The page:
The Scottish Gamekeepers Association (SGA) believe the proposed aims of new parks, for nature recovery and Net Zero, are likely to impact most on people currently working the land for a living.
However, despite this, they say that agriculture and private interests are currently under-represented in the process, with government bodies and environment NGOs dominating.
Furthermore, they claim the consultative experience has alienated land managers because communications are laden with policy jargon the ordinary person can’t understand.
The creation of at least one new national park by 2026 is a commitment of the Scottish Government; a legacy of the Bute House agreement between SNP and the Greens.
Amongst contenders wishing to see a park in their region are Galloway and the Borders, with the present 2 parks being sited around Loch Lomond and the Trossachs and the Cairngorms.
Writing in response to a consultation, which closes on Wednesday, the SGA questioned the process so far, with much at stake for the likes of gamekeepers, farmers, deer managers and crofters.
“The question must be raised, if the Scottish Government and NatureScot genuinely wish to encourage an inclusive and wide-reaching response, why is the consultation process so inhibiting? The lack of representation by those that earn their living from the land and ordinary citizens is apparent,” the organisation stated.
“The narrative that pervades the consultation document and associated conversations applies a technical discourse that is specialised, selective and marginalising.
“Loaded with policy speak and legal jargon, it poses considerable challenges to the layperson.”
The SGA provided a breakdown of bodies and organisations which have featured, so far, in the principal discussions on the future of new and existing parks.
They say agriculture and private interests comprise only 7% whilst environment NGOs account for 25% and government agencies, 60%.
“By proposing to accelerate the transition in land use to address climate and nature emergencies, effectively, it is local people and families who are impacted most.
“Therefore, regarding the statutory aims of national parks, there needs to be greater emphasis on respecting traditional land management practice and retaining existing employment.
“In designating new national parks in Scotland, nature recovery is placed high on the agenda, however, Scotland’s people are important, too. The rural environment is a working environment and the rural population is indispensable.”
Earlier this year, the SGA joined Scotland’s regional moorland groups in protesting against the Partnership Plan drawn up by Cairngorms National Park Authority (CNPA) Board.
Since then they have met twice with authority figures, to discuss land management issues.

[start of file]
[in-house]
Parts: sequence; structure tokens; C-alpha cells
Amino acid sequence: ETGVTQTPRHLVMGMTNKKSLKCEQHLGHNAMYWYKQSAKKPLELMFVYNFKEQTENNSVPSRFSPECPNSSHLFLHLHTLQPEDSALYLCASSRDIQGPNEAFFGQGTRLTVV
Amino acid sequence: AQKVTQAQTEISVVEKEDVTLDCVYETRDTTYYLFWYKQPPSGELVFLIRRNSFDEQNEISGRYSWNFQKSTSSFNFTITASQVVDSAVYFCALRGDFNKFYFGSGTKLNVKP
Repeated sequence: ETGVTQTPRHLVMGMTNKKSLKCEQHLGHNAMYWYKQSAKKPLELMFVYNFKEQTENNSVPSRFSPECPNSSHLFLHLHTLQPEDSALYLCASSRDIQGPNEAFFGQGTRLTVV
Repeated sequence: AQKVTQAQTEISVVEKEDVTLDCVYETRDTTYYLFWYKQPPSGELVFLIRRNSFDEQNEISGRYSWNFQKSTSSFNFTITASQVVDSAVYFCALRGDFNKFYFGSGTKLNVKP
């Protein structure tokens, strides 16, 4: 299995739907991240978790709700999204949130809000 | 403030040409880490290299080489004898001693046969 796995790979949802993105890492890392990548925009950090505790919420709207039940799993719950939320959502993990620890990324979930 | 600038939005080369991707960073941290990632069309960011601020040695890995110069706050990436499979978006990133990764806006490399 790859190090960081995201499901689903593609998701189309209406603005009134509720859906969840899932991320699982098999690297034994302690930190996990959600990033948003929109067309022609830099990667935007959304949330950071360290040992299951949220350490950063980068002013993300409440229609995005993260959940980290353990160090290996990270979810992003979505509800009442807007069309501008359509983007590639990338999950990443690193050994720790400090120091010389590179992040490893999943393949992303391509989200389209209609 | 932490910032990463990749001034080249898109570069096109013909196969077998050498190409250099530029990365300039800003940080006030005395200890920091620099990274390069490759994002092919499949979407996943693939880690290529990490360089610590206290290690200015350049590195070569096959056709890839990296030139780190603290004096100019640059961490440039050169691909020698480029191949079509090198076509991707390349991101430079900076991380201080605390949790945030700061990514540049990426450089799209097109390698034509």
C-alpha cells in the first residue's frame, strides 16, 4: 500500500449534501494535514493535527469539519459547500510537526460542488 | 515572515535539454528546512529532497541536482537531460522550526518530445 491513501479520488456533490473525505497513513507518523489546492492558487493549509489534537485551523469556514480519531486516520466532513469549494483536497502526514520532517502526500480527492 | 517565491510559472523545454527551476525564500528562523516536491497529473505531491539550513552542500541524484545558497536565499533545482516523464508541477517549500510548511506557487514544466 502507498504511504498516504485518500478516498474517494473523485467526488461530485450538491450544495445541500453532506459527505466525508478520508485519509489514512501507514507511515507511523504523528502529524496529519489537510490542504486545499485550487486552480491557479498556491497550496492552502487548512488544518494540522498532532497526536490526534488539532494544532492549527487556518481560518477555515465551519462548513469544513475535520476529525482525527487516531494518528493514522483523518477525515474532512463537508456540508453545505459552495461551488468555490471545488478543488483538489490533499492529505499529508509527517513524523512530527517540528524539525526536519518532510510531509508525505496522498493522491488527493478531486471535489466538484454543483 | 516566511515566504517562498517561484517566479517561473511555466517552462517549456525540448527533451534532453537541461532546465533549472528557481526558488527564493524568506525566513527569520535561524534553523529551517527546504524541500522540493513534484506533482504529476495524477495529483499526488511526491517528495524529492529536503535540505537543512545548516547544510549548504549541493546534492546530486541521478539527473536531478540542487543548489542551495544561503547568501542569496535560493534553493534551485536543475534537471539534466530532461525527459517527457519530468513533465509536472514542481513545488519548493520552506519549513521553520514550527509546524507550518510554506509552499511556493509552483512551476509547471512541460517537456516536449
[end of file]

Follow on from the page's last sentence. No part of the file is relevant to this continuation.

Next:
However, in their consultation response they remain critical of the CNPA’s stance on saving the Capercaillie, something they feel is relevant to future parks potentially seeking more power.
“What measures have been taken, since NatureScot’s report on measures required to save Capercaillie, to safeguard the future of the capercaillie? Has predation been addressed, have paths been re-routed or access restricted?
“The CNPA already has existing powers to address these issues but seem reluctant to do so. How would additional powers help?”
Scottish Gamekeepers Association
Response to the Consultation ‘The Future for National Parks in Scotland – Have your say’
The Scottish Gamekeepers Association is a national organisation with membership distribution throughout Scotland. It is likely that the establishment of any new national park will therefore impact on our members regardless of the selected location.
Having examined the consultation document, together with the notes from stakeholder meetings, engaged with Regional Land Use Partnership pilot meetings and online National Parks workshops, rather than address individually the 38 questions within the consultation, our response is best provided in the following statement.
Underpinning the rationale for this type of response is the frustration in the way the process and consultation document and questions have been crafted. Therefore, our response, detailed below is headed accordingly:
1.Critique of the Process
Following the announcement of this consultation, the first step was to invite and discuss views in a National Discussion regarding the establishment of new national parks in Scotland. The next step was to engage with stakeholders to discuss the findings. These stakeholders were selected by NatureScot and aimed ‘to bring together a wide range of organisations and sectors with an interest in this area’. Whilst claiming the stakeholder group was not meant to be ‘fully representative’, nonetheless, it is evident this group is top heavy with government and public agencies and environmental organisations that are government funded.
An analysis of the stakeholders involved in these meetings and invited to attend subsequent meetings reveals that 60% were government/public funded agencies, 25% were environment charities, yet their representation was duplicated as they were already represented through Scotlink (also in receipt of government funding) and/or Scotland’s Landscape Alliance. Only 7% represented agriculture/private interest, 4% represented European interest, 4% represented renewable energy.